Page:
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Buttonquails: Turnicidae

Small Buttonquail (turnix Sylvatica): Species Accounts

Physical characteristics: The small buttonquail is 5.9 to 6.3 inches (15 to 16 centimeters) in length and 1.4 to 1.9 ounces (39 to 54 grams) in weight. It is chestnut in color with a reddish breast and shoulders and a slender blue-gray bill. The female is somewhat larger and more brightly colored than the male.

Geographic range: The small buttonquail is found in southwestern Spain and northern Africa, in sub-Saharan Africa, in southern and Southeast Asia, in the Philippines, and in Indonesia.

Habitat: The small buttonquail inhabits grassland, farmland, and scrub areas.

Diet: The small buttonquail tends to be primarily insectivorous, that is, eating insects and other invertebrates. It also eats seeds.

Behavior and reproduction: The small buttonquail is primarily diurnal, or active during the day, although it is also partly nocturnal, or active at night. The small buttonquail breeds year-round during the rainy season in all parts of its range except Europe, where breeding occurs only in spring and summer. Females are sequentially polyandrous (the female mates with one male, leaves him a clutch of eggs to tend, and then mates with another male, repeating the process throughout the breeding season). Usually four eggs are laid at a time by the female and hatch after twelve to fifteen days. Chicks can fly by seven to eleven days old and become independent at eighteen to twenty days.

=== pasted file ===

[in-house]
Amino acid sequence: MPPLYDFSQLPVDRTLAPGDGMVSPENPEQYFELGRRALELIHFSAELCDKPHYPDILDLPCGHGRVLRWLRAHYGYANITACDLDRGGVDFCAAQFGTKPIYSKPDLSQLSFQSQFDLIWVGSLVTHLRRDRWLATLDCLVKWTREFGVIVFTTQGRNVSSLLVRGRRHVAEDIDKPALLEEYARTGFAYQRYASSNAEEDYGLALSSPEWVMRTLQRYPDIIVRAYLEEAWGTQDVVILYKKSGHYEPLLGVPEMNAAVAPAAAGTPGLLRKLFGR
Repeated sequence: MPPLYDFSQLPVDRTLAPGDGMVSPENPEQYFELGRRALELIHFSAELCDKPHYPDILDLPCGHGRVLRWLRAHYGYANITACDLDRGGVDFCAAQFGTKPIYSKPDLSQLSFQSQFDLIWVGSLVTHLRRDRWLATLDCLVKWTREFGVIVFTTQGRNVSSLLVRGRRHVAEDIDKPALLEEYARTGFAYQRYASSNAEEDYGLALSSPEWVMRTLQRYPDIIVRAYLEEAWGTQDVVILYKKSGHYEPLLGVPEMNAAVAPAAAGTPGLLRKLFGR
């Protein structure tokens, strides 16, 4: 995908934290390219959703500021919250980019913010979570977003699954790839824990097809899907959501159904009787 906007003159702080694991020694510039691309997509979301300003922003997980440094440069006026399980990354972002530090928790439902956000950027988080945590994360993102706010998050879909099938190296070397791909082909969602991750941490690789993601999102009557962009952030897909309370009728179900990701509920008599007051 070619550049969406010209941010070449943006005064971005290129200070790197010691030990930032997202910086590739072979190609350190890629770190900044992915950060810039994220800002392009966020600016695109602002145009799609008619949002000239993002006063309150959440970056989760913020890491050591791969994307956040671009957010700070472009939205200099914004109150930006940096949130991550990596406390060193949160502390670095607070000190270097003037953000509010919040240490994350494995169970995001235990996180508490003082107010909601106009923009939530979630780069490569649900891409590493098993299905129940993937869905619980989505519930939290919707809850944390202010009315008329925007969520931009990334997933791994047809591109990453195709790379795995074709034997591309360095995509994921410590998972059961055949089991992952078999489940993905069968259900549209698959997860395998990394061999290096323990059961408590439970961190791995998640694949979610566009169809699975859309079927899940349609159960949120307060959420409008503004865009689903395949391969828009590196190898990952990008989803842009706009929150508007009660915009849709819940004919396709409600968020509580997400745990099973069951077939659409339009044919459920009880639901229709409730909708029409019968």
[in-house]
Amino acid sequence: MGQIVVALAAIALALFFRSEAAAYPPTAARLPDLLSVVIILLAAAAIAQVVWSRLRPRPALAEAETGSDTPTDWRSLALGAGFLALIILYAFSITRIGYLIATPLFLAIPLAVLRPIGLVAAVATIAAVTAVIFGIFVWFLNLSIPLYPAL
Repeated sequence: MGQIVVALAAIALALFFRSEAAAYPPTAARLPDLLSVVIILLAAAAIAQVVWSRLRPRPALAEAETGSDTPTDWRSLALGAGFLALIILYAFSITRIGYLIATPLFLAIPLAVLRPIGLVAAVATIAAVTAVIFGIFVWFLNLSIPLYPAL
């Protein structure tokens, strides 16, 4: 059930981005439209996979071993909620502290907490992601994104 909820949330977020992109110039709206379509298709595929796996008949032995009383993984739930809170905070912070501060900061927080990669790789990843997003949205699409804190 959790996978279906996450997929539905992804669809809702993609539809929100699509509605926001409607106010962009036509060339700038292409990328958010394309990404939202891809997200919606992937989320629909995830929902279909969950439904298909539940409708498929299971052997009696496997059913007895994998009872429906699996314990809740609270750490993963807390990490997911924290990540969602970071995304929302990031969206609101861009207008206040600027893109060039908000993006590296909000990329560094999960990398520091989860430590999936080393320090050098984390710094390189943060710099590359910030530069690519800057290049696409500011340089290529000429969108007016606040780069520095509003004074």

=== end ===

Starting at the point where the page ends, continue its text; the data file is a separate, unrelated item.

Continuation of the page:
Small buttonquails and people: The small buttonquail is hunted for food throughout its range except in Europe, where it used to be hunted. The small buttonquail is also raised for food.

Conservation status: The small buttonquail is not threatened, although its European populations have been declining, and it is now only rarely found there. ∎

Additional topics

Animal Life ResourceBirdsButtonquails: Turnicidae - Physical Characteristics, Diet, Behavior And Reproduction, Conservation Status, Small Buttonquail (turnix Sylvatica): Species Accounts - GEOGRAPHIC RANGE, HABITAT, BUTTONQUAILS AND PEOPLE